Meet every deadline! I think that those three words have much more meaning. Writing is a profession like anything else. Many aspiring writers assume that because writing is a creative profession that the same standards don’t apply, but they do. It’s the same as a doctor showing up three hours late for an appointment or an accountant missing the deadline to submit tax returns.

The advice that I always give aspiring writers it to take your work seriously, but don’t take yourself seriously.

What is the best thing about being a writer?

Meeting and hearing from readers who love my books. It still makes me smile and sometimes I have to pinch myself when I get an email from a reader halfway around the world about Jules and her team at Torte. I can’t believe that these fictional characters I created in my head have a life outside of me.

What does a typical writing day look like for you?

I write 2,000 words every day. Sometimes that takes me three or four hours and sometimes it takes all day. Once I finish my word count I get outside and go for a walk or hike to clear my head. I often find that the best ideas or breakthroughs happen when I’m not sitting in front of my laptop.

You have a terrific website and are also on facebook and twitter. From an author's perspective, how important are social networking sites and other internet resources to promote your book?

I think it’s really important to connect online and in the real world. Publishing has changed dramatically in the last decade and social media is essential for promotion and finding an audience for your books. Of course it’s all in balance. My number one priority is writing so my word count comes first, but I try to carve out time each day (even if it’s just a few minutes) to comment and share interesting links and giveaways with readers. It’s amazing to hear from readers in New Zealand or Germany who have discovered my books. My readers have become friends over the years too. I’m always touched by those personal connections. The same goes for doing launch events and book tours. I spend so much time in my own head with my fictional characters that it’s always a great break to meet people face to face or online.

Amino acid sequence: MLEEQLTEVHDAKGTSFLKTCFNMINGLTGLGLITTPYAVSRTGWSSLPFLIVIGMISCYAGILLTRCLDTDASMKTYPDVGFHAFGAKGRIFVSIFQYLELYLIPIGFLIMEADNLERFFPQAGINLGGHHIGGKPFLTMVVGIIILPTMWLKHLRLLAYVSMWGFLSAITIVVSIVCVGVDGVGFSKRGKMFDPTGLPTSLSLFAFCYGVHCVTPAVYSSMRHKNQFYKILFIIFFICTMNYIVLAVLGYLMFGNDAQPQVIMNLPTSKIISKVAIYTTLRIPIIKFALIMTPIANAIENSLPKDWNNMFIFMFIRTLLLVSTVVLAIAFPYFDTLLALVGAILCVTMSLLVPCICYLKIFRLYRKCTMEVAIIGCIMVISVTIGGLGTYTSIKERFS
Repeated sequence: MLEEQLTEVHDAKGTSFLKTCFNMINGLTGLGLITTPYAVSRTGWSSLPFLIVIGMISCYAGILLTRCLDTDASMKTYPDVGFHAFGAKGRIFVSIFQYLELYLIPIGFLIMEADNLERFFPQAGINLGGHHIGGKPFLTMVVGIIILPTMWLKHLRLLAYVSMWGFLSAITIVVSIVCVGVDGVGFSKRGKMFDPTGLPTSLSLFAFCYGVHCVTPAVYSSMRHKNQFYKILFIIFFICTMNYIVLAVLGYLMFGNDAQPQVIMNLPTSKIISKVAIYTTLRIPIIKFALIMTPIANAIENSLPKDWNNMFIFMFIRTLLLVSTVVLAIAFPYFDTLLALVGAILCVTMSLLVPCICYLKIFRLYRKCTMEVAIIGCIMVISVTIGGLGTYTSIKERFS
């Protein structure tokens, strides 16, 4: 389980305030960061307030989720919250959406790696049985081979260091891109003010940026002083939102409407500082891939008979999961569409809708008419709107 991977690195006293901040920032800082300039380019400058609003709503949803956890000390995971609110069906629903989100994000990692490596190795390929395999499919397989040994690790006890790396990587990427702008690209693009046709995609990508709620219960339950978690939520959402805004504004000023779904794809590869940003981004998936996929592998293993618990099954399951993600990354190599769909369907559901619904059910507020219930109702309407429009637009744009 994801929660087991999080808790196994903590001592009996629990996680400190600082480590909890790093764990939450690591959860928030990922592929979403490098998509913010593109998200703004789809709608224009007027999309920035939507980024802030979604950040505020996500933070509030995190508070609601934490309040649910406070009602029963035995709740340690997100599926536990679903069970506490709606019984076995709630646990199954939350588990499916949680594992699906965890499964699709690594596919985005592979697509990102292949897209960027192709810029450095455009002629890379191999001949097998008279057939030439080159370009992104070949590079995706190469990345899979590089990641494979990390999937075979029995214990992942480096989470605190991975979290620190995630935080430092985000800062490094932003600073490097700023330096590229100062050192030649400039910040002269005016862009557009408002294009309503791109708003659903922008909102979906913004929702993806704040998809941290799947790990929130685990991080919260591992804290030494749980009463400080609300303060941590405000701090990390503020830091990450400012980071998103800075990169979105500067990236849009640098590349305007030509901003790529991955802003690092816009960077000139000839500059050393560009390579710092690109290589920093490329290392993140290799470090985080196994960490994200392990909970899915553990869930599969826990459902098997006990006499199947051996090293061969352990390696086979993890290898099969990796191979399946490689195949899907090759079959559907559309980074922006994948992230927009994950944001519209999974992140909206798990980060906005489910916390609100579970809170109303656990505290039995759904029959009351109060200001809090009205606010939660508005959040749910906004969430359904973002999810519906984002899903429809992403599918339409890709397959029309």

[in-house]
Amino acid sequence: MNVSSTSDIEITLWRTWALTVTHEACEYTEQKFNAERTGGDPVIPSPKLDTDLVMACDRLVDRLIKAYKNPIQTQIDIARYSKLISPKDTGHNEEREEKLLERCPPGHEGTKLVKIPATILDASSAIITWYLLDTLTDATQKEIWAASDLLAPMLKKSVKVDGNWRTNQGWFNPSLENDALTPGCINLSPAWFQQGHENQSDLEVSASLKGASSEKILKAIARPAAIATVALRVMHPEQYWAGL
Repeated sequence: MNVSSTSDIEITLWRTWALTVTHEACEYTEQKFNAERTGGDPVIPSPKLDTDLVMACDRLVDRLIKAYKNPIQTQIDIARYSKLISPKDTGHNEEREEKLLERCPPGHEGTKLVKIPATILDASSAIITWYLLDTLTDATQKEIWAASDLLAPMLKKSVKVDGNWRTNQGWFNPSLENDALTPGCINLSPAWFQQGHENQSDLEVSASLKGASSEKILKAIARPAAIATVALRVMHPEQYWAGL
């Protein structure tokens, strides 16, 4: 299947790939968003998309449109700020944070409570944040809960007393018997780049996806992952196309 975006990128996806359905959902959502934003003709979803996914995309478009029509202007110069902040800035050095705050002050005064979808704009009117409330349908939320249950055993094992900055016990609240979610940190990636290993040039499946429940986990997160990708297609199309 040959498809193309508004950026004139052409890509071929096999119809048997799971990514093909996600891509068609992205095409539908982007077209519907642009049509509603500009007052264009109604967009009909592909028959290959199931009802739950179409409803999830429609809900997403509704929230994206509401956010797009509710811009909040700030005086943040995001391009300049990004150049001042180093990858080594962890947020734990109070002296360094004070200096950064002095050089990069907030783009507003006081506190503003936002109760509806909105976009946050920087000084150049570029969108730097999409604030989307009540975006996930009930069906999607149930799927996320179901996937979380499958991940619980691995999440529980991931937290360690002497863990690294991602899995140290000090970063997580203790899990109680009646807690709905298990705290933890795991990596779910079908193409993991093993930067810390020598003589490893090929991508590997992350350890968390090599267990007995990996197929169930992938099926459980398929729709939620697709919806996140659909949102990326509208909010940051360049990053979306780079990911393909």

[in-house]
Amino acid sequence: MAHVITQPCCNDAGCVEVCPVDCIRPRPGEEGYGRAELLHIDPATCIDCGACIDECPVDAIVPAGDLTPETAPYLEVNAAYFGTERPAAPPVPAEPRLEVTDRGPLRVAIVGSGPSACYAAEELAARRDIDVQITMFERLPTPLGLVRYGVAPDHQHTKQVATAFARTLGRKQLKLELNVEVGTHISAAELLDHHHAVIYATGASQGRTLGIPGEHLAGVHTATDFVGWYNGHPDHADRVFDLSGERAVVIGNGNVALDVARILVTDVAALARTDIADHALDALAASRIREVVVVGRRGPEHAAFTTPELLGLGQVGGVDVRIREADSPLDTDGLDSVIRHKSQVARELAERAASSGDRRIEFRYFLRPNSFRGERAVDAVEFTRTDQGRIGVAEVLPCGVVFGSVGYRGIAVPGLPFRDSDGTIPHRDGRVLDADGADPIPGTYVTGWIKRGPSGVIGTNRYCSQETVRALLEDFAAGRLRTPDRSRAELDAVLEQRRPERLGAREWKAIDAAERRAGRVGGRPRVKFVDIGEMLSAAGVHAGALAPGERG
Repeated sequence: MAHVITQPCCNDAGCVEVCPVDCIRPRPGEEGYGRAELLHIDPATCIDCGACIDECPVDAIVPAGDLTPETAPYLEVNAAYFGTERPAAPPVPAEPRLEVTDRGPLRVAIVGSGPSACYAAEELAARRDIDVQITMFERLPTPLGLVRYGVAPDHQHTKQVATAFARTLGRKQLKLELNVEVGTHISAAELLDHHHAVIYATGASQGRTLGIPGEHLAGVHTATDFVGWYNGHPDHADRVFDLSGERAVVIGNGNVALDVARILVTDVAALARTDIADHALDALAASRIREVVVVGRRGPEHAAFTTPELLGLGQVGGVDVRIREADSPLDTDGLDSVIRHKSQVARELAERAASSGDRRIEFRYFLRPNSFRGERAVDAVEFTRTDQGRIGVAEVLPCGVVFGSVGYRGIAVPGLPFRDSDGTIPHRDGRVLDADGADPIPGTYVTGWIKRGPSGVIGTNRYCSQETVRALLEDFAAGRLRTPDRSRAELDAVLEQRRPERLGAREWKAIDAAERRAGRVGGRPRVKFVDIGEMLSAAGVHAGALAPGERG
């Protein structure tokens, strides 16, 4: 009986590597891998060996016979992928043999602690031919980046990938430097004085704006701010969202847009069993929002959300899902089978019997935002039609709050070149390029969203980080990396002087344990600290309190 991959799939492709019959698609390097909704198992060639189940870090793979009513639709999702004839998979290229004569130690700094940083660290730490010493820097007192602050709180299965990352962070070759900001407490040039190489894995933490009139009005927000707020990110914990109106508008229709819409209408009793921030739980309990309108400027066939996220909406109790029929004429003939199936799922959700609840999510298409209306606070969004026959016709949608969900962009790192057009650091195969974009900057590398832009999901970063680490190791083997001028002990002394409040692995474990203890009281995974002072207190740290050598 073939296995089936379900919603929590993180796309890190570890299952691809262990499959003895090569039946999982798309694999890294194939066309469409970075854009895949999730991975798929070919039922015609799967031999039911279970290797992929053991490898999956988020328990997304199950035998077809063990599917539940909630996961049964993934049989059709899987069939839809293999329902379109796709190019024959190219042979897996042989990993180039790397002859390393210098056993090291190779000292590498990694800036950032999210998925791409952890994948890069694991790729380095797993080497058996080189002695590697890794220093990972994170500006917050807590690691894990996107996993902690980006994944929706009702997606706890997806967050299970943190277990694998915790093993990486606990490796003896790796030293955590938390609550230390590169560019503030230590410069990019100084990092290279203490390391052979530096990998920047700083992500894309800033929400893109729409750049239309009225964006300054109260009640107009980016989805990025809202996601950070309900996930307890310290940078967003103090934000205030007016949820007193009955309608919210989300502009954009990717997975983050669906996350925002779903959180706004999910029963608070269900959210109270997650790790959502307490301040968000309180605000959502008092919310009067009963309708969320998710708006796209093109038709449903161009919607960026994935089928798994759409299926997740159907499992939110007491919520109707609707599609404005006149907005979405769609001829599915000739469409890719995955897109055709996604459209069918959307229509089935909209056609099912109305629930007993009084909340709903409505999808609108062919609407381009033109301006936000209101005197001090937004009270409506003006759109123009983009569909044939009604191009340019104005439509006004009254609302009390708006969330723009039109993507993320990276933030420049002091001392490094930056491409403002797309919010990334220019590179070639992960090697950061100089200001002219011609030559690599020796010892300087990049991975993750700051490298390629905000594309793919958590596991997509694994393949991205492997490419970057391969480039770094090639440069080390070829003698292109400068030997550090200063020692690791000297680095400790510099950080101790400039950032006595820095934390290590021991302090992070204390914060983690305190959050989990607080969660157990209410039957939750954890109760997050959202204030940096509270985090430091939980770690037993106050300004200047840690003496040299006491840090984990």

Do you have any events coming up to promote Caught Bread Handed?

Yes! I’m having a launch party on Tuesday, June 28th at 6:00 in Vancouver, WA. We are recreating Torte and bringing the book to life with an artisan bread and pairing market. You can taste breads by local bakers, organic honey, savory sauces and much more. There will be complimentary infused water, swag, tons of baking themed giveaways, books, and wine available for purchase. The event is free. You can find all the details here.

Then I’ll be on tour for most of July with stops throughout Oregon, Northern and Southern California and Seattle.

What’s next? Are you working on your next book?

The 5th book, Fudge and Jury, will come out at the end of the year. Jules and her team at Torte are going to be a showcase vendor at Ashland’s annual Chocolate Fest. If you’re a chocolate lover this is the book for you! My office looked like it had been hand-dipped in chocolate when I was working on the book.

I’m working on the 6th book as we speak, A Crime of Passionfruit. In this book Jules is heading back to the cruise ship for a short trip! It will be out in June 2017.

THANKS, ELLIE!

CAUGHT BREAD HANDED AND ELLIE'S OTHER BAKESHOP MYSTERIES ARE AVAILABLE ON-LINE OR ASK YOUR LOCAL BOOKSTORE TO ORDER THEM!


Thursday, June 23, 2016

Book Beginning: The Book That Matters Most by Ann Hood



THANKS FOR JOINING ME ON FRIDAYS FOR BOOK BEGINNING FUN!

Please join me every Friday to share the first sentence (or so) of the book you are reading, along with your initial thoughts about the sentence, impressions of the book, or anything else the opener inspires. Please remember to include the title of the book and the author’s name.

EARLY BIRDS & SLOWPOKES: This weekly post goes up Thursday evening for those who like to get their posts up and linked early on. But feel free to add a link all week.